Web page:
Intellectual Property Rights (IPR)
One should start by firstly knowing the meaning of intellectual property rights (IPR) in order to be able to properly understand his or her rights in terms of trademarks, design, patents and copy rights. Intellectual property which is an intangible asset refers to the creations of the human minds for which exclusive rights are recognised. In this respect, innovators, artistes and business owners are granted certain exclusive rights to a variety of intangible assets for a specified duration.
There are 4 main types of IP as follows:
Patents are the broadest source of technical information which grant their owner a monopoly over an invention (a product or process that is new, involves an inventive step and is susceptible of industrial application) as defined by the “claims”. An invention shall be patentable if it is novel, involves an inventive step and is susceptible of industrial application. Biological inventions may also be patentable subject to certain ethical and moral exceptions.
Trademark means any sign capable of being represented graphically, and of distinguishing goods and services of one undertaking from those of another. A trademark may consist of words (including personal names), figurative elements, letters, numerals or the shape of goods or their packaging.
In terms of Maltese law, copyright covers a range of specifically defined exclusive rights that are owned by individuals or organisations in respect of original, creative work. For example, these rights include, among other things, the right to authorise or prevent third parties from reproducing a work or a substantial part of it, the right to alter it or to adapt it and the right to distribute or communicate it to the public.
It is pertinent to note that although there are a number of common or similar principles in copyright that are understood and treated in a like manner in various countries (in particular across the countries that are members of the European Union), there are, however, a number of differences. It is therefore always advisable to check the law properly (and to seek counsel where necessary) when trying to ascertain what type of protection you might have in law, in respect of any work which you might create or otherwise if you wish to use the works of others in any manner whatsoever.
Designs means the appearance of the whole or a part of a product resulting from the features of, in particular, the lines, contours, colours, shape, texture and/or materials of the product itself, and/or its ornamentation.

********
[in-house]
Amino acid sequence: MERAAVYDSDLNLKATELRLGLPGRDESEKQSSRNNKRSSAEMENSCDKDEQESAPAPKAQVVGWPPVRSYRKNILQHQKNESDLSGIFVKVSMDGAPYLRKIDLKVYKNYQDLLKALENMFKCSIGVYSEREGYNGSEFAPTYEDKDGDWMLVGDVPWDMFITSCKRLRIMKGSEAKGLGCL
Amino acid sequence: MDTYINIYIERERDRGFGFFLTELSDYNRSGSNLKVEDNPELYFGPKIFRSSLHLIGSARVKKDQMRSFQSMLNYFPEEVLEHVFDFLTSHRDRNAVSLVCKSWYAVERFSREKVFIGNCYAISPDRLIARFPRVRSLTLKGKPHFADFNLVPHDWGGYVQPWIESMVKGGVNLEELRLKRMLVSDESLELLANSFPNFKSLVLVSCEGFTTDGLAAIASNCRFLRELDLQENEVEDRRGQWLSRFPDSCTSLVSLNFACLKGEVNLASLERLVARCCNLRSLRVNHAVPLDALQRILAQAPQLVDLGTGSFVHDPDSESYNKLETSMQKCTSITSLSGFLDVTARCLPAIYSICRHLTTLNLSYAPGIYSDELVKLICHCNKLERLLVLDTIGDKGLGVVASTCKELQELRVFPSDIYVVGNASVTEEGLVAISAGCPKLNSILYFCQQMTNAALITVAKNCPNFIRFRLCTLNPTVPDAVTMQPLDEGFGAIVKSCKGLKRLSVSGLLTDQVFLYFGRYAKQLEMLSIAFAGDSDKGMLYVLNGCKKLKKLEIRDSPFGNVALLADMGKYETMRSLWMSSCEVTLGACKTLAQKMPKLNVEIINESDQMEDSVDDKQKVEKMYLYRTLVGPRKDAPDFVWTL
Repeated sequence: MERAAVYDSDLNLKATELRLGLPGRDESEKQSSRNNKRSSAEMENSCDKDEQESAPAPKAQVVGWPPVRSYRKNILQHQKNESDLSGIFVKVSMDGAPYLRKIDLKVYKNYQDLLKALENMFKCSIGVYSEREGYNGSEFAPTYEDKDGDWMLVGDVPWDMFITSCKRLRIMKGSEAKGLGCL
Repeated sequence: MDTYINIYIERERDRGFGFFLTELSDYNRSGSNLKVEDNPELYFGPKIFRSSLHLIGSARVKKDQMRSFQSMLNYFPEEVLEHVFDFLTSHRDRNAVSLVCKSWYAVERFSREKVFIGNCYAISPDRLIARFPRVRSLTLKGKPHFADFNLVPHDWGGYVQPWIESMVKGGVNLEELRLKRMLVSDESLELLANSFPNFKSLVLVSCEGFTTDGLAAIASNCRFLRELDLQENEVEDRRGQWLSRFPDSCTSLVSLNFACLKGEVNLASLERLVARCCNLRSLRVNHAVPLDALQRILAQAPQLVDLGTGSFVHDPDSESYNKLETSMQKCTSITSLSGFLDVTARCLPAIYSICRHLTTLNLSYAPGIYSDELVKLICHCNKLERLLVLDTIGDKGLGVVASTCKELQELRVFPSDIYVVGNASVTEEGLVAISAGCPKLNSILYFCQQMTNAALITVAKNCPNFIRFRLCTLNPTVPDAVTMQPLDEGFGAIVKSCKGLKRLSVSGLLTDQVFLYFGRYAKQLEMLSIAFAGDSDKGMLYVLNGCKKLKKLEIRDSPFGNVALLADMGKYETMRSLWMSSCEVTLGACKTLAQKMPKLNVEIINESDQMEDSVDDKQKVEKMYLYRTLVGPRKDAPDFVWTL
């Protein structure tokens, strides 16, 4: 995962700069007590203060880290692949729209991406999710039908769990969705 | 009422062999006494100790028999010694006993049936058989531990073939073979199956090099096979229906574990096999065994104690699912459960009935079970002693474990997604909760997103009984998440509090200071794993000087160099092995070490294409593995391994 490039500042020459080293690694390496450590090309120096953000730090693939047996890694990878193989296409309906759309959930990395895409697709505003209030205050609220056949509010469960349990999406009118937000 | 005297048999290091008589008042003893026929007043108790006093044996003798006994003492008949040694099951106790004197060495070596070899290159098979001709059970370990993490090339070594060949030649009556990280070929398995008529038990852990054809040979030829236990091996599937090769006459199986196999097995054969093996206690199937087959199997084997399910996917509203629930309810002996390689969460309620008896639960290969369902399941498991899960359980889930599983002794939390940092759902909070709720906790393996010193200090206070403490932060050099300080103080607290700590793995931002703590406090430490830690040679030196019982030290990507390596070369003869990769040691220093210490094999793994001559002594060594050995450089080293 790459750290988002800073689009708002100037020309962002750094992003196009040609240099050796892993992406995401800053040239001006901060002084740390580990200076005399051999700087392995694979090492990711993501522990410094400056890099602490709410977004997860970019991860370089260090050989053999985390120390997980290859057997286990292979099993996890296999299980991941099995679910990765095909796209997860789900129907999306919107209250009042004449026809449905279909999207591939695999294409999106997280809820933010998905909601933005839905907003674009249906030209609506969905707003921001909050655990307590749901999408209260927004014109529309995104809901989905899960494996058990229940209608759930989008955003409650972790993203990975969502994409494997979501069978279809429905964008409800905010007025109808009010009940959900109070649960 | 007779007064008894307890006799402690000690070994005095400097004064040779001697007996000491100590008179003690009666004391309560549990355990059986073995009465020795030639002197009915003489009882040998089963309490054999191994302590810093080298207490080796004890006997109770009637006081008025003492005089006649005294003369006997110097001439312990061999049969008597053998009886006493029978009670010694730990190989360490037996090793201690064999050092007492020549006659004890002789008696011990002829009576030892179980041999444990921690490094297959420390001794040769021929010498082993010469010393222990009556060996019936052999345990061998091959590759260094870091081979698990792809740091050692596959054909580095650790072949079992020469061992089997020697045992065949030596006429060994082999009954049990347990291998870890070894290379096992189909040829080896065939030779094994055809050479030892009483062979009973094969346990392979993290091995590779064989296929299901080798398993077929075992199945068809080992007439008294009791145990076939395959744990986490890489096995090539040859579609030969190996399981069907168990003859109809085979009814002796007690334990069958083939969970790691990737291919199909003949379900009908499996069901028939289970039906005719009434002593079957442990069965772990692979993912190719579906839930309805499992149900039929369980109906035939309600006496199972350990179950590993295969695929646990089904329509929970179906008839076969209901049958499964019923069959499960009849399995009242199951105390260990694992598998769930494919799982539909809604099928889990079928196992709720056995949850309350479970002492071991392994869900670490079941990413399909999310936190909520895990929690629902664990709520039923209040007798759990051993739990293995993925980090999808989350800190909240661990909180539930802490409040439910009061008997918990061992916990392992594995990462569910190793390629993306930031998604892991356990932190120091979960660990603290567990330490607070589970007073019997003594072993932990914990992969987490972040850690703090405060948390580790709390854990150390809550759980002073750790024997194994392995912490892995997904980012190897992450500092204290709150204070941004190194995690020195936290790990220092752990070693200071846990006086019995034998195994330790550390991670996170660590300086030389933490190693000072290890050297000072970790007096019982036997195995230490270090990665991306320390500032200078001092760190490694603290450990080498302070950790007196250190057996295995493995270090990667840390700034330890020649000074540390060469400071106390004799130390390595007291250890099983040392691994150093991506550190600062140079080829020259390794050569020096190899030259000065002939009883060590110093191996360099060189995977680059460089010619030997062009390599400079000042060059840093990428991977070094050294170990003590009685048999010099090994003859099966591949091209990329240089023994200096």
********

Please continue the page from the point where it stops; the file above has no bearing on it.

You may want to register your design outside of Malta, to obtain protection in the whole of the European Union (EU), as well as in other countries outside the EU or even beyond. The Hague System for the International Registration of Industrial Designs provides a centralised registration system where you can e-file up to 100 designs and target over 55 territories in one single application that you could use to claim priority in further filings.
Any individual or business in Malta can file an international application under the Hague System. For more information on Filing an International Application, geographical coverage and fees, and to get started, please go to www.wipo.int/hague/en
IPR in Malta:
- Malta is a member of WIPO (World Intellectual Property Organisation, UCC (Universal Copyright Convention), WTO (World Trade Organisation), the Paris Convention for the protection of Industrial Property and the Berne Convention for the Protection of Literary and Artistic Works. Upon accession to the European Union, Malta automatically became part of the Office for Harmonisation in the Internal Market (OHIM), which is responsible for Community trademarks and designs.
- Maltese law relating to Intellectual property has been updated and brought in line with most EU legislation in the field. The Industrial Property Registrations Directorate (IPRD) within the Commerce Department is responsible for the registration of trademarks, certification marks, collective marks and designs; patenting of inventions; issuing of supplementary protection certificates in respect of pharmaceutical products and plant protection products as well as the recording of transfers, cancellations, amendments and renewals relating to the aforementioned IP rights.